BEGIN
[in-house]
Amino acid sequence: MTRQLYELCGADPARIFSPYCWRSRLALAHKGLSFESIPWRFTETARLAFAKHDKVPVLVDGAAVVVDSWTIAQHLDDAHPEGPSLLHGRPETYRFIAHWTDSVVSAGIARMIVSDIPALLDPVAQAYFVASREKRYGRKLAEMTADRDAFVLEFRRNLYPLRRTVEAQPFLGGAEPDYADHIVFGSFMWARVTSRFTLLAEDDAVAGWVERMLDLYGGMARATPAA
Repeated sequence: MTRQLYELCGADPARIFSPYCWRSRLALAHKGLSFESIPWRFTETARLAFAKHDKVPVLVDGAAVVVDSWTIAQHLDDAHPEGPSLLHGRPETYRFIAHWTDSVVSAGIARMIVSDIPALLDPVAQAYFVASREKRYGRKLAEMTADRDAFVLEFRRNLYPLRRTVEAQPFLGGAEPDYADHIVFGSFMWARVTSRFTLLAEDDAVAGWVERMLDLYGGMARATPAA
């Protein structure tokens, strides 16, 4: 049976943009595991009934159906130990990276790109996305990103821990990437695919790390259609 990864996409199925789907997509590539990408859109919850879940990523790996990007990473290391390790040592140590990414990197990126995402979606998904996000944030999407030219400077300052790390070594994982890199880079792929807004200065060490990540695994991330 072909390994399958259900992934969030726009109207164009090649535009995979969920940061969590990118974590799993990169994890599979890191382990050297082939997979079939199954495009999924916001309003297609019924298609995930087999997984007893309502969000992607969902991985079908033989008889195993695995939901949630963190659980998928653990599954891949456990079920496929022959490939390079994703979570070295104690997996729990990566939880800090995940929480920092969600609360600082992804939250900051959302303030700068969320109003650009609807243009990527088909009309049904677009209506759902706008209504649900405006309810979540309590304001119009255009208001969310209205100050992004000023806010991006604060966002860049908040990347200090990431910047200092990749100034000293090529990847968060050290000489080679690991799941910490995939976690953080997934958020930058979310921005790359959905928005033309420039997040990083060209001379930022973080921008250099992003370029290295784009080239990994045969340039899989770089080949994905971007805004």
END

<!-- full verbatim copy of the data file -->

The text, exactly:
[in-house]
Amino acid sequence: MTRQLYELCGADPARIFSPYCWRSRLALAHKGLSFESIPWRFTETARLAFAKHDKVPVLVDGAAVVVDSWTIAQHLDDAHPEGPSLLHGRPETYRFIAHWTDSVVSAGIARMIVSDIPALLDPVAQAYFVASREKRYGRKLAEMTADRDAFVLEFRRNLYPLRRTVEAQPFLGGAEPDYADHIVFGSFMWARVTSRFTLLAEDDAVAGWVERMLDLYGGMARATPAA
Repeated sequence: MTRQLYELCGADPARIFSPYCWRSRLALAHKGLSFESIPWRFTETARLAFAKHDKVPVLVDGAAVVVDSWTIAQHLDDAHPEGPSLLHGRPETYRFIAHWTDSVVSAGIARMIVSDIPALLDPVAQAYFVASREKRYGRKLAEMTADRDAFVLEFRRNLYPLRRTVEAQPFLGGAEPDYADHIVFGSFMWARVTSRFTLLAEDDAVAGWVERMLDLYGGMARATPAA
């Protein structure tokens, strides 16, 4: 049976943009595991009934159906130990990276790109996305990103821990990437695919790390259609 990864996409199925789907997509590539990408859109919850879940990523790996990007990473290391390790040592140590990414990197990126995402979606998904996000944030999407030219400077300052790390070594994982890199880079792929807004200065060490990540695994991330 072909390994399958259900992934969030726009109207164009090649535009995979969920940061969590990118974590799993990169994890599979890191382990050297082939997979079939199954495009999924916001309003297609019924298609995930087999997984007893309502969000992607969902991985079908033989008889195993695995939901949630963190659980998928653990599954891949456990079920496929022959490939390079994703979570070295104690997996729990990566939880800090995940929480920092969600609360600082992804939250900051959302303030700068969320109003650009609807243009990527088909009309049904677009209506759902706008209504649900405006309810979540309590304001119009255009208001969310209205100050992004000023806010991006604060966002860049908040990347200090990431910047200092990749100034000293090529990847968060050290000489080679690991799941910490995939976690953080997934958020930058979310921005790359959905928005033309420039997040990083060209001379930022973080921008250099992003370029290295784009080239990994045969340039899989770089080949994905971007805004």